The Most High-Value Work Is Cognitive

Sustainable unmatched performance gains are yours when there is cognition; the mental action or process of acquiring knowledge and understanding through thought, experience, and the senses.

When what you present is seen as valuable to them, they listen.

You must apply creativity, critical thinking, and constant digital upskilling to solve complex problems. If you don’t, you’re done. The problem is, you’ve never been taught to think!

Suddenly, quicker than you can scream, “What’s all this cognitive talk…” you’ve been replaced with a bot, a robot, downsized, or replaced by somebody who knows how to think.

Think about it, wouldn’t you love to say that your last ________________
Chose as many that fit your need:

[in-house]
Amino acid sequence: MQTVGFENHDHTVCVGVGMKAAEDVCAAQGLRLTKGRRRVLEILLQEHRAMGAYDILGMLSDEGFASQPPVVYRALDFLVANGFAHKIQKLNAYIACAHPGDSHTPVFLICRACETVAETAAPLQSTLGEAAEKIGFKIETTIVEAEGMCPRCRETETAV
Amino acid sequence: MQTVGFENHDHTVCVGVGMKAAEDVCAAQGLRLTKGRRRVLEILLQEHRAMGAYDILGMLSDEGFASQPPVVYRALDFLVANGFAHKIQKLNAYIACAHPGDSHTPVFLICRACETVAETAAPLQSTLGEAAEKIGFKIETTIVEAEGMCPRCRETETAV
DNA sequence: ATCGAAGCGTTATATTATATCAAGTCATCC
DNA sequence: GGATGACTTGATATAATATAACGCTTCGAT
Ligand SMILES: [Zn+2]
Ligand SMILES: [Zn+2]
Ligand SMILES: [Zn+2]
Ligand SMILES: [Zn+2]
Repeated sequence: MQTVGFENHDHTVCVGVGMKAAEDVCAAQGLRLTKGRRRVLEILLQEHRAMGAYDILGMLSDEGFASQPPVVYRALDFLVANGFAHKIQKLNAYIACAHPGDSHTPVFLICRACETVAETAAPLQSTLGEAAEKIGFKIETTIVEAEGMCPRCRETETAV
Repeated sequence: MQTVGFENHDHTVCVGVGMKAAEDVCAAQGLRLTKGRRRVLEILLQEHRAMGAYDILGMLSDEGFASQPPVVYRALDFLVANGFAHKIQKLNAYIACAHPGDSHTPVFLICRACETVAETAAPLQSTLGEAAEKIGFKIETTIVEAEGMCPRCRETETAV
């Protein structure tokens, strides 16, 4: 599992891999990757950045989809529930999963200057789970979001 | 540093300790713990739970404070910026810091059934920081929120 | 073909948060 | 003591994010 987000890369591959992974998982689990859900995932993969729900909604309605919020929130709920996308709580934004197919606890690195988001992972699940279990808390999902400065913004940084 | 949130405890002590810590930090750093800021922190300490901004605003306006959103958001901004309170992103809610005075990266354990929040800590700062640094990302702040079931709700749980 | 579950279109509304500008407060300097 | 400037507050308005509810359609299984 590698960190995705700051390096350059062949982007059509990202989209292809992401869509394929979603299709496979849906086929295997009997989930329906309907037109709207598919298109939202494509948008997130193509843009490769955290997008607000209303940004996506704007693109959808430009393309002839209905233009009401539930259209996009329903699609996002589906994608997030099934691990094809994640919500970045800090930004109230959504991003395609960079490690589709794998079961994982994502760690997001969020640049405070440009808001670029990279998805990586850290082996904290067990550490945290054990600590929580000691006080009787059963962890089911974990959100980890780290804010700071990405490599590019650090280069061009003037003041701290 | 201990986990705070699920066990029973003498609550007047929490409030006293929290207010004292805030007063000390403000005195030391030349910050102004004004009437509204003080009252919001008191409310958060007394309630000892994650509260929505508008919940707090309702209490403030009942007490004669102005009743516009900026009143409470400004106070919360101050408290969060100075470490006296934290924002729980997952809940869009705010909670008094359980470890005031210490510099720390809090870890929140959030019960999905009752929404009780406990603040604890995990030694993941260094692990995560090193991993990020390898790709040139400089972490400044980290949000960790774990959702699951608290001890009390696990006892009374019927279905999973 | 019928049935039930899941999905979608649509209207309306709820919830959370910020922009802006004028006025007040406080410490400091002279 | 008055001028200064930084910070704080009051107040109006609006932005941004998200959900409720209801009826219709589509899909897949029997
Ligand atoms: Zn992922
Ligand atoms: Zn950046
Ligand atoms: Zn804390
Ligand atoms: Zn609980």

Management Meeting
     Sales Presentation
     Child Lecture
had every single person in attendance – inhouse and online – engaged, collaborating, and thinking about that piece of knowledge you were presenting, and how it elevated their place in the world?

It’s not what you’re saying; it’s how you’re saying it.

In other words, you are presenting your information with a goal in mind. When that presentation transforms from the model you currently use (Present, then ask Questions or Test)

to a cognitive model (Facilitating uncovery delighting every brain with multiple mental abilities, including learning, thinking, reasoning, remembering, problem-solving, decision making, and attention)

it’s easier to see why 21st-century learning skills, those that are cognitive, are in high demand.

Get cognitive.

Me, Here, Now. I’m In!

Learners believe “If it’s about me here and now, I’m in.”